September 27 is the Feast of St. Vincent de Paul, who served as a priest in the 1600s in France. Thus, I returned to some of his words that he speaks to his fellow priests about serving the poor, and they are very convicting words to me as your pastor.
…Are not the poor the afflicted members of our Lord? Are they not our brothers and sisters? And if priests abandon them, who do you think will help them? So then, if there are any among us who think they are in the Mission to preach the Gospel to the poor but not to comfort them, to supply their spiritual but not their temporal wants, I reply that we ought to help them and have them aided in every way, by ourselves and by others, if we wish to hear those consoling words of the Sovereign Judge of the living and the dead: “Come, beloved of my Father; possess the Kingdom that has been prepared for you because I was hungry and you gave me to eat; naked and you clothed me; sick and you visited me.” To do this is to preach the Gospel by words and deeds, it is to do so most perfectly and it is and it is also what our Lord did, and it is what those who represent him on earth in office and in character, such as priests, should do.
But one quickly learns that when you start getting into service to the poor, it is not a very clean, pretty, nor glorious process. Because you are dealing with broken people in broken moments of their life, with their trauma and drama, various challenges, where people fail to meet your expectations…and some poor we may serve may seem ungrateful for our help. But Jesus says to do it anyway…
It’s easy for us to jump to conclusions about the poor. We may have worked hard to get where we are and can’t understand why these people can’t do the same. But we also have to realize that often times we have many support systems in our life that we often take for granted, forget about, or don’t always realize just how much they played a role in setting us up for success: a stable family or home life; someone who gave us an example of a good work ethic; someone who cared enough about us to hold us to higher standards and convince us that we could make something of ourselves; an opportunity for education; good health; etc. The more we realize this, it becomes a bit easier to be more compassionate and empathetic, to not jump to judgments or conclusions. And then it is easier to put our nose to the grindstone when it comes to the not-so-flashy, inglorious, messy work of loving the poor. Another great example of this is Dorothy Day, who talks about loving the poor and seeing Christ in them even when they are smelly, unkind, rude, and ungrateful.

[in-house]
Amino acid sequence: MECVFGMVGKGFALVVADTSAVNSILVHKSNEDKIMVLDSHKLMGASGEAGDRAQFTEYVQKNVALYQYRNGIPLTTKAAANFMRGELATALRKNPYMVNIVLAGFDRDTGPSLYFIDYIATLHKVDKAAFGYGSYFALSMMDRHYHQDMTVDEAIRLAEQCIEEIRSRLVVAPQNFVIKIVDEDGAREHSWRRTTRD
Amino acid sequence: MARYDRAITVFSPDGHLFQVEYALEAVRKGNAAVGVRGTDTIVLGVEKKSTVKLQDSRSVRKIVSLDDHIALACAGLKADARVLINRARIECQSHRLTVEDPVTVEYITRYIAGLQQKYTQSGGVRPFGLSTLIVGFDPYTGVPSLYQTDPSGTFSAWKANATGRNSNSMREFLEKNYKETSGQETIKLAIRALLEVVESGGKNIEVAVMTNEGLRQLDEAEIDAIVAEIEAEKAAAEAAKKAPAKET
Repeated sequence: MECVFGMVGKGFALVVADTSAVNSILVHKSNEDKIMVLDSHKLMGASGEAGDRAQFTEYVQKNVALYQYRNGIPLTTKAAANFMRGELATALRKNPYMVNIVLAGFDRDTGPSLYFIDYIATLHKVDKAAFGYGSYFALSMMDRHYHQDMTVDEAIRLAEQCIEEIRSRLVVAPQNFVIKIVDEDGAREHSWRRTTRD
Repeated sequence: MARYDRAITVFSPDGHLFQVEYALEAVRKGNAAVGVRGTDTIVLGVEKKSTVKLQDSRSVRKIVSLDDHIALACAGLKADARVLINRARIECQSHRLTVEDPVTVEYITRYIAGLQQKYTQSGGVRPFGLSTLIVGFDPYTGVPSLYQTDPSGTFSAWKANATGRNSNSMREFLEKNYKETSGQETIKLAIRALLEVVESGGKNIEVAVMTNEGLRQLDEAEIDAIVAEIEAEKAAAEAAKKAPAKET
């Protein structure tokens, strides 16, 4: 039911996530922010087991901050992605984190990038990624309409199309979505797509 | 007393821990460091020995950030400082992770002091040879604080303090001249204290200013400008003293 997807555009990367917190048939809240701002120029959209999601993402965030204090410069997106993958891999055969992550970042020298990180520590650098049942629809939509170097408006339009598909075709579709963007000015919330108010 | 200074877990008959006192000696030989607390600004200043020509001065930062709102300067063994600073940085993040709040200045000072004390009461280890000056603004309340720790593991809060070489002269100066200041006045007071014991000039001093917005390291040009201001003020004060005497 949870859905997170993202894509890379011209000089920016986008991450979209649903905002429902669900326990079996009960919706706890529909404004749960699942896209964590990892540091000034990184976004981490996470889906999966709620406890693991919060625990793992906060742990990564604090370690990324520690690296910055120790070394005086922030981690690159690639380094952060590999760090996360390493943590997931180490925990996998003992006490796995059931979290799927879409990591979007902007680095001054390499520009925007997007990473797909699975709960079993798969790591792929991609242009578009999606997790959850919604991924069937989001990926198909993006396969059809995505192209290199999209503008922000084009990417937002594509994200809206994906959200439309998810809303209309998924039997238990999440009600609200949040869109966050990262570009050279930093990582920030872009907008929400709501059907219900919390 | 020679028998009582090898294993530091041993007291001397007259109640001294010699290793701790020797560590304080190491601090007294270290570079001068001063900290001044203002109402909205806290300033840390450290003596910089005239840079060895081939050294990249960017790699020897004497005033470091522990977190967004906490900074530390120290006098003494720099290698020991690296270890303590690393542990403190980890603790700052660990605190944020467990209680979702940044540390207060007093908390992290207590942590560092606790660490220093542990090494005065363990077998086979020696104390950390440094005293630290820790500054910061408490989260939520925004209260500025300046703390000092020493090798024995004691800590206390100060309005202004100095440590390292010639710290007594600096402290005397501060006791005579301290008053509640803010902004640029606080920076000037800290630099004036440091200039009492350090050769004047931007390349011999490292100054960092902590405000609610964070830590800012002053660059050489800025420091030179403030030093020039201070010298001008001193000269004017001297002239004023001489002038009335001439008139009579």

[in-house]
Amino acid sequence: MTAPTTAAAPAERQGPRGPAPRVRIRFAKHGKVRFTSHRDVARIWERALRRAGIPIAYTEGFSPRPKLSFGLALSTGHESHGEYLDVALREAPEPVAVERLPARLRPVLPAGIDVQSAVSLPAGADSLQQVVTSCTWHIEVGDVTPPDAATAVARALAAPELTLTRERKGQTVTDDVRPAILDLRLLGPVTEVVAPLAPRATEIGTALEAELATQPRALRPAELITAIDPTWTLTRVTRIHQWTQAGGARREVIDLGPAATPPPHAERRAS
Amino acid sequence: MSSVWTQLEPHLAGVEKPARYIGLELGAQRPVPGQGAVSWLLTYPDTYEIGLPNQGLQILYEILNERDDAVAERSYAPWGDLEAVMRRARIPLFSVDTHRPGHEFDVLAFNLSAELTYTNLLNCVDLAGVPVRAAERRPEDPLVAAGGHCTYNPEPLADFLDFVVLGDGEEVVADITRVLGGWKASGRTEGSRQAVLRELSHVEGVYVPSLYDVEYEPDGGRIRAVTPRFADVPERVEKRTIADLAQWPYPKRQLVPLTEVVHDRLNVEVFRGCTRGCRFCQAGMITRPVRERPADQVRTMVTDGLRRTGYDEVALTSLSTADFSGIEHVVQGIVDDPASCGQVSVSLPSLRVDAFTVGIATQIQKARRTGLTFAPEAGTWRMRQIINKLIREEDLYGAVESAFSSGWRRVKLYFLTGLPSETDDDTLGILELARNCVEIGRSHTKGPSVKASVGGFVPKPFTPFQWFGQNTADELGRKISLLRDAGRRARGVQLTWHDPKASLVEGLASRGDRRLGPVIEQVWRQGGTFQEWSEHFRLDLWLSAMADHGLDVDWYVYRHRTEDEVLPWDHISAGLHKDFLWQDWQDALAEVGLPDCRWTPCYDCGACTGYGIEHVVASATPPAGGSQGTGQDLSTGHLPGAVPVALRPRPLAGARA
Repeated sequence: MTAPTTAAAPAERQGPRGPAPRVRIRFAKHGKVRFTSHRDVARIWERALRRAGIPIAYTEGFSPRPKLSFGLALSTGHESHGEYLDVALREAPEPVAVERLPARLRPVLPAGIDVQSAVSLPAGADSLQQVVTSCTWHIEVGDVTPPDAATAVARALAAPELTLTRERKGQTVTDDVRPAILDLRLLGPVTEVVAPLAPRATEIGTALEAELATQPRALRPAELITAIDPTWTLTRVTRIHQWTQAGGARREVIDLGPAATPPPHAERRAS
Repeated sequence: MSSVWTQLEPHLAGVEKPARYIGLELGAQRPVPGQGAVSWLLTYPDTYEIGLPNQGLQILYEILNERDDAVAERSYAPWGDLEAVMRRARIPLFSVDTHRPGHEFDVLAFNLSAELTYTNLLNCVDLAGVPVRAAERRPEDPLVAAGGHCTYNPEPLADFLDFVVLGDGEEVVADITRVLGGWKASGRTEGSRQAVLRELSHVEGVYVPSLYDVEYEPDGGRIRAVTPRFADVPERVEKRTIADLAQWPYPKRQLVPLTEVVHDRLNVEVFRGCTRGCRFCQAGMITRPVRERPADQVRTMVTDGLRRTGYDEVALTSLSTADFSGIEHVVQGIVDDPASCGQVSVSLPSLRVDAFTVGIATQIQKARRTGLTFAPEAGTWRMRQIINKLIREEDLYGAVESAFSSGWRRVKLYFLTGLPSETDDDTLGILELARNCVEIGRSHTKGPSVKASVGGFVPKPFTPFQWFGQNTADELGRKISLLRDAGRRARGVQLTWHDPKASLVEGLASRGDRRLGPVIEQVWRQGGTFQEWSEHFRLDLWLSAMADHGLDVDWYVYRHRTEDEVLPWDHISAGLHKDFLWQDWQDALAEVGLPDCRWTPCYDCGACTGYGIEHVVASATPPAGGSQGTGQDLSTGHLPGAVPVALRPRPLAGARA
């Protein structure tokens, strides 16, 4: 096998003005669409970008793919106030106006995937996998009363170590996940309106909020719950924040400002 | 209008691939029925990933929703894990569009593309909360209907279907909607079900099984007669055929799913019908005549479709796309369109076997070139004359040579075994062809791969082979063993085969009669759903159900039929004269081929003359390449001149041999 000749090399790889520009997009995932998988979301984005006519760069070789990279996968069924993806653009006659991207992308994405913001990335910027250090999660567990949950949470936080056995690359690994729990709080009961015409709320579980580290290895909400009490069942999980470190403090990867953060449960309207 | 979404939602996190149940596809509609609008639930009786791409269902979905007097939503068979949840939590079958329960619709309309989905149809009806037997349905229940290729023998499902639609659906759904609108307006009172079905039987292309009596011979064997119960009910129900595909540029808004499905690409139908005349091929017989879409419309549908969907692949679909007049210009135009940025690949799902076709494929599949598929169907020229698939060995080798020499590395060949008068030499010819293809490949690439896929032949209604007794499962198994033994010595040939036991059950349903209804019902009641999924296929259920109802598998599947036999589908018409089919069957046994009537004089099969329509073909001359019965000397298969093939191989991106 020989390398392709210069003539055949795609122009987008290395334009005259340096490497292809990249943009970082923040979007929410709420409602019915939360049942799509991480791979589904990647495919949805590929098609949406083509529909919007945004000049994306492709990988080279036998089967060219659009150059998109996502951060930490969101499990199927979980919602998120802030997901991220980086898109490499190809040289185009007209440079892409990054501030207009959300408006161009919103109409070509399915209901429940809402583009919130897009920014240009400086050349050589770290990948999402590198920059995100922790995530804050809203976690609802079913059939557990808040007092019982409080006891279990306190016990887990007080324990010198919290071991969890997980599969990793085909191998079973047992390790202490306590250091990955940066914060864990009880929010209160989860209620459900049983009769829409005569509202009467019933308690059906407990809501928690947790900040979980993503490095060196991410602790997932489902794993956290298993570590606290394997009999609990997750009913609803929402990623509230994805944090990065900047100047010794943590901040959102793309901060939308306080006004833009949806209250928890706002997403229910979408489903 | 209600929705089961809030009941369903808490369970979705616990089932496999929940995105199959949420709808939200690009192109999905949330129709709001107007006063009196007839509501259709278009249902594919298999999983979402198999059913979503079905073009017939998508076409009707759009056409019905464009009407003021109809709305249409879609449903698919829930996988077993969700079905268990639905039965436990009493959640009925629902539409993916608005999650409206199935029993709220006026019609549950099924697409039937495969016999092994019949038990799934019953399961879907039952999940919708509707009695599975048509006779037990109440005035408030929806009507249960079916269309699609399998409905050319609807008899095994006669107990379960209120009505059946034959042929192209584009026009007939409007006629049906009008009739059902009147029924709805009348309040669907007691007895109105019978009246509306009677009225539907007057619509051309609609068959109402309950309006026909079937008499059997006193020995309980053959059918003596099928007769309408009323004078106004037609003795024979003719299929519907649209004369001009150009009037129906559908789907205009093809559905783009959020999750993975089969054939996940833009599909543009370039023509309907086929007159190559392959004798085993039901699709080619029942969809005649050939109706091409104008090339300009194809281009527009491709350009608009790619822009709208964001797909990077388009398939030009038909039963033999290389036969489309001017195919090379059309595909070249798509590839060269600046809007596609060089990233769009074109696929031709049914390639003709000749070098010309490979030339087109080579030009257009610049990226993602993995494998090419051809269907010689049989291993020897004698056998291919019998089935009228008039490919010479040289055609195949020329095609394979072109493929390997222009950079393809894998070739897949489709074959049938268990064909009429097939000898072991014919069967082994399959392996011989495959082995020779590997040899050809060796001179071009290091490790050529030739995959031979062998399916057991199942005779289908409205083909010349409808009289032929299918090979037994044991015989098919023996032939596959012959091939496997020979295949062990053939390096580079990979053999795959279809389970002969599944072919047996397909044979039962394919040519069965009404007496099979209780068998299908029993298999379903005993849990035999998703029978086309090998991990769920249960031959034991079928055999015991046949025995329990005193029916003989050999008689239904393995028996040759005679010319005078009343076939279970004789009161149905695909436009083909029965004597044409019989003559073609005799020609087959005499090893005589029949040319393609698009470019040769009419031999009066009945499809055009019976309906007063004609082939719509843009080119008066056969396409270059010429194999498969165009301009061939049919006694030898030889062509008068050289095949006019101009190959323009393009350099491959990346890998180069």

And here are some other words of wisdom of St. Vincent de Paul, not specifically about service to the poor, but that I think are good words to live by in general in our Christian life.
God’s works are not regulated by our plans and wishes. We should be content with making the best of the few talents he has placed in our hands, and not distress ourselves about having more or greater ones. If we are faithful in that which is little, he will place us over that which is great. That, however, must come from him and be the result of our own efforts…the spirit of the world is restless and wishes to do everything. Let us leave it to itself. Let us have no desire to choose our own paths, but walk in those which God may be pleased to prescribe for us. Let us regard ourselves as unworthy that he should make use of us, or that others should think of us, and then all will be well with us. Let us offer ourselves to him to do and to suffer all things for his glory and the establishment of his Church. He asks for nothing else. If he desires results, they rest with him and not with us.